I'll never understand the obsession some people have with getting a beach in the river valley. I just don't see how it fits the general environment of the valley, and indeed Edmonton generally. It's like putting a ski hill in Tijuana.
                            I don't really either. But its not just here. For some reason there is a present day amplified fascination with beaches of any sort. On a Recent Trip to Jasper I was amazed to see so many cars pulled over by people taking a dip in Lake Abraham. we're talking literally 100's of cars stopping on the highway where previously hardly anybody had ever stopped except to gawk at Rocky Mountain Sheep or goats.

                            But at least that is a pristine NP environment the people are bathing in. What really is the attraction of beaching, even bathing (shudder) in a river with multiple discharges to it and that people wouldn't eat fish from?

                            That aside beaches do fit river environments, and are often natural occurrences, just that I don't follow the fascination for them. Plus that we already have plenty of them. The Whitemud creek entering the North Sask being among the largest. The article speaks as if river front beaches are not commonplace here, which they are. There is nothing at all unique about the beach sited in the article.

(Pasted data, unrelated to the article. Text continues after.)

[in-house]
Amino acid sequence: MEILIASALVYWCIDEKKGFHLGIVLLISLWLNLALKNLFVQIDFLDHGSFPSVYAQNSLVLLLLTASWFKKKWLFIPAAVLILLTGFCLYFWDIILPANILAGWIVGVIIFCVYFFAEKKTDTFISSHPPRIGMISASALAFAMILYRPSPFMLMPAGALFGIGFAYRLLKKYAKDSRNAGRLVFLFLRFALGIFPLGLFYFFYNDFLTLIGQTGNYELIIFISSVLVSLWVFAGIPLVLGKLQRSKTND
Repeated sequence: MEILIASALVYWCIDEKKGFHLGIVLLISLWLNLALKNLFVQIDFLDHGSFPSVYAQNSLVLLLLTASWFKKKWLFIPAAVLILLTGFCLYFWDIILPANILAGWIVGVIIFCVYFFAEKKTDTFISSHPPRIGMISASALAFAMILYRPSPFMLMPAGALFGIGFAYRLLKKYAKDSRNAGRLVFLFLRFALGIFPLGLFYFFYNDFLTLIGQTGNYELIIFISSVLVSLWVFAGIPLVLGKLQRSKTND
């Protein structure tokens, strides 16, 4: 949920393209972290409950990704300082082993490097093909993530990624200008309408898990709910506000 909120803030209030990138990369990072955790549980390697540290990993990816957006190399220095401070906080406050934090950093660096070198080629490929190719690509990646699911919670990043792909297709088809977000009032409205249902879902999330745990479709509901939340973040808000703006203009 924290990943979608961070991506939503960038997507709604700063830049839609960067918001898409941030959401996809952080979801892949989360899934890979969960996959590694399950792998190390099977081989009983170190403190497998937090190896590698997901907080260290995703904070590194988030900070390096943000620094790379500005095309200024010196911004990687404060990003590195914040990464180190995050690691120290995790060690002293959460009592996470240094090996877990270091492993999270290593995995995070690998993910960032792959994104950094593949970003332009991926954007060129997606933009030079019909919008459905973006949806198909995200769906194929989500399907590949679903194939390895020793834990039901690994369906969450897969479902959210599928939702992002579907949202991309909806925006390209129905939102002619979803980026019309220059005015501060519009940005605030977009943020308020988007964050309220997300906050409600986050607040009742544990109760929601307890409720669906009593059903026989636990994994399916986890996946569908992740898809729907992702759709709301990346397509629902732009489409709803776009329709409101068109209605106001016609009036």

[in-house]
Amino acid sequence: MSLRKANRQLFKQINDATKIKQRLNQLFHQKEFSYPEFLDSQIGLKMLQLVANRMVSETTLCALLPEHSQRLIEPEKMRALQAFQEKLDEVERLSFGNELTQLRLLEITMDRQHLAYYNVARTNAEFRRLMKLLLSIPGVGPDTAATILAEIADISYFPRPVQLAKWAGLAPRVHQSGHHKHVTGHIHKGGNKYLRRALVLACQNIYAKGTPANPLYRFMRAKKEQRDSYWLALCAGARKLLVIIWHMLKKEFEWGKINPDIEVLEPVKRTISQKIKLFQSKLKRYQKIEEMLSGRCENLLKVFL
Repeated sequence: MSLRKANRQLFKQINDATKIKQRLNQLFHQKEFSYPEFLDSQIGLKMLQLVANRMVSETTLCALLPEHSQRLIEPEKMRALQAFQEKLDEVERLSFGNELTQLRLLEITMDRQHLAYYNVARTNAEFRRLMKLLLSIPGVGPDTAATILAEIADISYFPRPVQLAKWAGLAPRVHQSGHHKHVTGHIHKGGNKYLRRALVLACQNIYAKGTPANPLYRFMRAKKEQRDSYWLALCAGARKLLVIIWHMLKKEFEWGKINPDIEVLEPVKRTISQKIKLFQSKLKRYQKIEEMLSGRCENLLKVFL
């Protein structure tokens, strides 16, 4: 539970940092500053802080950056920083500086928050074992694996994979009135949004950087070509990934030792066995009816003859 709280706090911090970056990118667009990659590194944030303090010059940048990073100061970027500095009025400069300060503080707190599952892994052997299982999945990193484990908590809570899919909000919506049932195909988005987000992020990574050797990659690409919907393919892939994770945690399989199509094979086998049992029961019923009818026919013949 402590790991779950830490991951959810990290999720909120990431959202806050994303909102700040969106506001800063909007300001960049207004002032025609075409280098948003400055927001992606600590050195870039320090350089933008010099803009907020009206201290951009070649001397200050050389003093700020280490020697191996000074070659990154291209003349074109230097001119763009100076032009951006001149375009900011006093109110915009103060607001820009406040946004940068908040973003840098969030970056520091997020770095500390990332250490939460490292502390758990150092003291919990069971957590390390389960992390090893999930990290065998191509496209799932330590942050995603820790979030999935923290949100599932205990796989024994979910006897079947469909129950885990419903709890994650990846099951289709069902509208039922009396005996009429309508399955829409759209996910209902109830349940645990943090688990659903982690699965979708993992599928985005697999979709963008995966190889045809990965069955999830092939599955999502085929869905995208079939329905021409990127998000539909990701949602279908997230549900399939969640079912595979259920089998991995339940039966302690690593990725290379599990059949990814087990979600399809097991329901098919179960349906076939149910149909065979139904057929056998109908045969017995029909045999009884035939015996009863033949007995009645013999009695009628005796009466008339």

"if god exists and he allowed that to happen, then its better that he doesn't exist"

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                            • #15
                              Originally posted by Replacement
                              But at least that is a pristine NP environment the people are bathing in.


                              None of Lake Abraham resides in a national park. The closest part of Lake Abraham is 25 KM from the park gates.

                              Originally posted by Replacement